What is a kitchen garden?
The Stephanie Alexander Kitchen Garden Program has four major components which involves the students in the growing, harvesting, preparing, sharing and learning about food.
By encouraging the students through the process of the program the students will experience positive experiences that can lead them to a lifetime habit of healthy eating.
Stephanie Alexander believes passionately that young children will develop lasting positive attitudes to a wide range of foods, with consequent long-term health benefits, if they are introduced to them at an early age in a pleasurable non-judgmental way. Please see the recipes we have used below.
The Stephanie Alexander Kitchen Garden Foundation exists to develop life-long healthier and
happier eating habits in a new generation of Australians.
The Foundation promotes healthy lifestyles through greater physical activity and nutritious eating, and by addressing the rising prevalence of childhood obesity and diabetes.
The creation and care of a Kitchen Garden teaches children about the beauty of the natural world, how to care for it and how to use its resources. The kitchen garden program will give children an appreciation for how easy it is to bring joy and well being into one's life through growing, harvesting, preparing and sharing fresh seasonal produce.
There are two unique factors about the Kitchen Garden Program. The first is the intrinsic link between the garden, the kitchen and the table. The second factor is that the Program is embedded in the curriculum as a compulsory part of the school's program for seven years of a child's primary school life.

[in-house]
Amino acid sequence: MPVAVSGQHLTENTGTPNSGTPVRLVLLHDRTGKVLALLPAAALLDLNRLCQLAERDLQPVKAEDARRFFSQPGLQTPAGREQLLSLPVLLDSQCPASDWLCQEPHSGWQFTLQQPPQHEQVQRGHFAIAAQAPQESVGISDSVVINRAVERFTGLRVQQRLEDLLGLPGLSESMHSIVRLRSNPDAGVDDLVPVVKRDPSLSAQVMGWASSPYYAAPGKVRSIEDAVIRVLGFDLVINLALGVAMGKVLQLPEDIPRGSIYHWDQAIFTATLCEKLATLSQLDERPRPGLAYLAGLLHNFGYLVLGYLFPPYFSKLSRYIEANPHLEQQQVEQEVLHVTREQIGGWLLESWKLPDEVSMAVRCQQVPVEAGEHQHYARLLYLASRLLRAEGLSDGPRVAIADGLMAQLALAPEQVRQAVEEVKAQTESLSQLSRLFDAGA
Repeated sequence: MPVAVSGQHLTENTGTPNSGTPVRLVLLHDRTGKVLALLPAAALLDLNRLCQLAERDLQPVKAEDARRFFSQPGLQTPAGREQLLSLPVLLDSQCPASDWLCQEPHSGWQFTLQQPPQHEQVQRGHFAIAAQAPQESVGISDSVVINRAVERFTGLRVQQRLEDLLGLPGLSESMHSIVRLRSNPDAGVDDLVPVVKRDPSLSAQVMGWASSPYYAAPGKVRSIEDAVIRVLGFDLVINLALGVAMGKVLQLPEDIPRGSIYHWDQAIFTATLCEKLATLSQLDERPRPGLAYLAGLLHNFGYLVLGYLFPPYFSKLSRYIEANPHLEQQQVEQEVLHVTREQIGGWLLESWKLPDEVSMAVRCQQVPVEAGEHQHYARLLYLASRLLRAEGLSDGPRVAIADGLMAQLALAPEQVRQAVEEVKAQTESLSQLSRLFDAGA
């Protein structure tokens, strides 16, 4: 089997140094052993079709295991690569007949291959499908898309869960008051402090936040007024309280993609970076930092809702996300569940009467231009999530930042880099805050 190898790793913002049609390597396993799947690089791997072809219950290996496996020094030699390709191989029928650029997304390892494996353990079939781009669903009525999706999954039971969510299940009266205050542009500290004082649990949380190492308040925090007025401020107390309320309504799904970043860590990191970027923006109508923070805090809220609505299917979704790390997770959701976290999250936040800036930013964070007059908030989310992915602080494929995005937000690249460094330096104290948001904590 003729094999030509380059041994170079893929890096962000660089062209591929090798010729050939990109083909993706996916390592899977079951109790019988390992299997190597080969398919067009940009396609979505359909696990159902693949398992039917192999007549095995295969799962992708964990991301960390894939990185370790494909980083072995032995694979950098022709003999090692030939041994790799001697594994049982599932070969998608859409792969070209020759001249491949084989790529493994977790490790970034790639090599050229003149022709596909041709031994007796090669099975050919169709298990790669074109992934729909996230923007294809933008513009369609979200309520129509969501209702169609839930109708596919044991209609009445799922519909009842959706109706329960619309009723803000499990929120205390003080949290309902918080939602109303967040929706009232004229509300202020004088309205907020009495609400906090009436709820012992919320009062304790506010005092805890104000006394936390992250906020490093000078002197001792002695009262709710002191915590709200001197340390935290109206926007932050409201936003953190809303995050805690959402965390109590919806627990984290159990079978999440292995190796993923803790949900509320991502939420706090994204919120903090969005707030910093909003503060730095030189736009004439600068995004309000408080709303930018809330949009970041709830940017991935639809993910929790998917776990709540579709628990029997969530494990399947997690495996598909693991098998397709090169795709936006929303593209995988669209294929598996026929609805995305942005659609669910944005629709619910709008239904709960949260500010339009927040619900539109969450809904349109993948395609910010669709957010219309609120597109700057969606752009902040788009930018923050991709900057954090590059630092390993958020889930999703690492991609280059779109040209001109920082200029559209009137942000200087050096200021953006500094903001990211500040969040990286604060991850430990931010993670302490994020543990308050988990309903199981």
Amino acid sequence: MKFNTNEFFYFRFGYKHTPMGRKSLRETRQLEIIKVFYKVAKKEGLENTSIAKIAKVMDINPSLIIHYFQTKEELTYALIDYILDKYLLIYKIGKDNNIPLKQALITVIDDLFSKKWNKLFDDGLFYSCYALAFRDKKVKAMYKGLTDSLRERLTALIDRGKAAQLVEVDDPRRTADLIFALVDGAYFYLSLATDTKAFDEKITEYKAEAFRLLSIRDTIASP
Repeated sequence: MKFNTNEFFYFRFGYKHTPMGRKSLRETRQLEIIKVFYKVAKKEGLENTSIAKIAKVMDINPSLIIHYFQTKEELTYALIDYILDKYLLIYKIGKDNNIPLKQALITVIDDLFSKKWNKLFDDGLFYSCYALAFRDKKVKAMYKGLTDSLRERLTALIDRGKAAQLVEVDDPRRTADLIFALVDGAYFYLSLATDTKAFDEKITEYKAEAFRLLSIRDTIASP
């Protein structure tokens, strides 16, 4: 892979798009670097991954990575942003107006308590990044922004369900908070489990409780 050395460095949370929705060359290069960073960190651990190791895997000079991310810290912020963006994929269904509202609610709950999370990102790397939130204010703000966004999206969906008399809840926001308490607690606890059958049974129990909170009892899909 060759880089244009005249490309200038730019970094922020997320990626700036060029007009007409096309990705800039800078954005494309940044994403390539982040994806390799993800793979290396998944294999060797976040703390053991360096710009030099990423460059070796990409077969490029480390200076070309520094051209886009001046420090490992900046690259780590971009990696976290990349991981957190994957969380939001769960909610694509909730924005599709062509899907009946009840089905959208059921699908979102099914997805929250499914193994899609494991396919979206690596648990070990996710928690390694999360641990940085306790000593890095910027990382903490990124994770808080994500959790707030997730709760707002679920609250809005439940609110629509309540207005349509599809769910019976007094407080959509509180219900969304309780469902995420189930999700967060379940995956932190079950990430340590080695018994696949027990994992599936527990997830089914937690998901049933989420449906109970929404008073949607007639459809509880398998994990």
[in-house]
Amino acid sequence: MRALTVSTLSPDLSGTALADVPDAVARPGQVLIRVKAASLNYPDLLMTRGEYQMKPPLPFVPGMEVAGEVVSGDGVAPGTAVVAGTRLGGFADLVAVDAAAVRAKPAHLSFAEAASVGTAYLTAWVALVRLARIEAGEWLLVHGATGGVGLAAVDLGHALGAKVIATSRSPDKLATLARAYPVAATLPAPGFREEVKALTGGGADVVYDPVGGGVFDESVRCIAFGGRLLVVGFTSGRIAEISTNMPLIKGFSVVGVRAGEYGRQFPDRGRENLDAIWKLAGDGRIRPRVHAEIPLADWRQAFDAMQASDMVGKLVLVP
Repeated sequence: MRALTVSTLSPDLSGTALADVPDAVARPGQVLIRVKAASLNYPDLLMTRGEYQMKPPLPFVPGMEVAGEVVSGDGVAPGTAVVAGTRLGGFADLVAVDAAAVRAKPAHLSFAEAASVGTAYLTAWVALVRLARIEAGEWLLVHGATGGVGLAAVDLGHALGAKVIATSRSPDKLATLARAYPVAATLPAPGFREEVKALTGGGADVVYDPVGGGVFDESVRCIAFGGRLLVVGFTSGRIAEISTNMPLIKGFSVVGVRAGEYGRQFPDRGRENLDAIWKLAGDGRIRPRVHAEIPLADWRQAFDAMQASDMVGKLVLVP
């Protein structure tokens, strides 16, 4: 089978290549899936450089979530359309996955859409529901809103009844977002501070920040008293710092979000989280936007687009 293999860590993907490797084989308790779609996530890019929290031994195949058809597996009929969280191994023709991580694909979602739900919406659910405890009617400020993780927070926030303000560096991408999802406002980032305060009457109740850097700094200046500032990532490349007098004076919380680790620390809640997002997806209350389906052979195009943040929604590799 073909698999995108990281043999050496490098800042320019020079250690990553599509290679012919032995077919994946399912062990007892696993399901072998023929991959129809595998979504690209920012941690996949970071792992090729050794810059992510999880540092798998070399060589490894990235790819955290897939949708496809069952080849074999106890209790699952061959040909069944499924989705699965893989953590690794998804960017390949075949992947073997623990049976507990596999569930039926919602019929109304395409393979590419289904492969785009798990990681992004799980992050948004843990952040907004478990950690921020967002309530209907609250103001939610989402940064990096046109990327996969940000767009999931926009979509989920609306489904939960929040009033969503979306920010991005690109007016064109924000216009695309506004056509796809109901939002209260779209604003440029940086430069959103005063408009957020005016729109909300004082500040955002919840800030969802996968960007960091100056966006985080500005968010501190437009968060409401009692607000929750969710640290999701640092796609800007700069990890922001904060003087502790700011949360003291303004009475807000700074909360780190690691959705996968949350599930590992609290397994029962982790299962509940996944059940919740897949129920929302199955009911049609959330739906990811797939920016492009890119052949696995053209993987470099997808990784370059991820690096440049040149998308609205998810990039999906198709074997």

Working in the garden is a physical activity.
Experience in the kitchen not only introduces children to new foods and recipes but also provides them with skills such as using a knife safely and effectively or managing hot stoves and saucepans. They learn that new experiences can be rewarding and their self esteem, confidence and sense of achievement is enhanced as they learn to work cooperatively, share resources, respect each other, see teachers in a different learning environment, gain enjoyment working in the garden and the kitchen. Children will learn to measure, calculate and problem solve, expand their vocabulary and language skills and learn about new foods and cultures.
- expend physical energy working in the garden
- learn new language to describe food, plants, textures and flavours
- use maths to measure and weigh
- discover the pleasure of the shared table
- learn to work as part of a team
- develop greater self confidence
- gain awareness of cultural differences
- develop awareness of the environment and plant diversity
- develop the skills to prepare a three course meal
- learn time management and organisational skills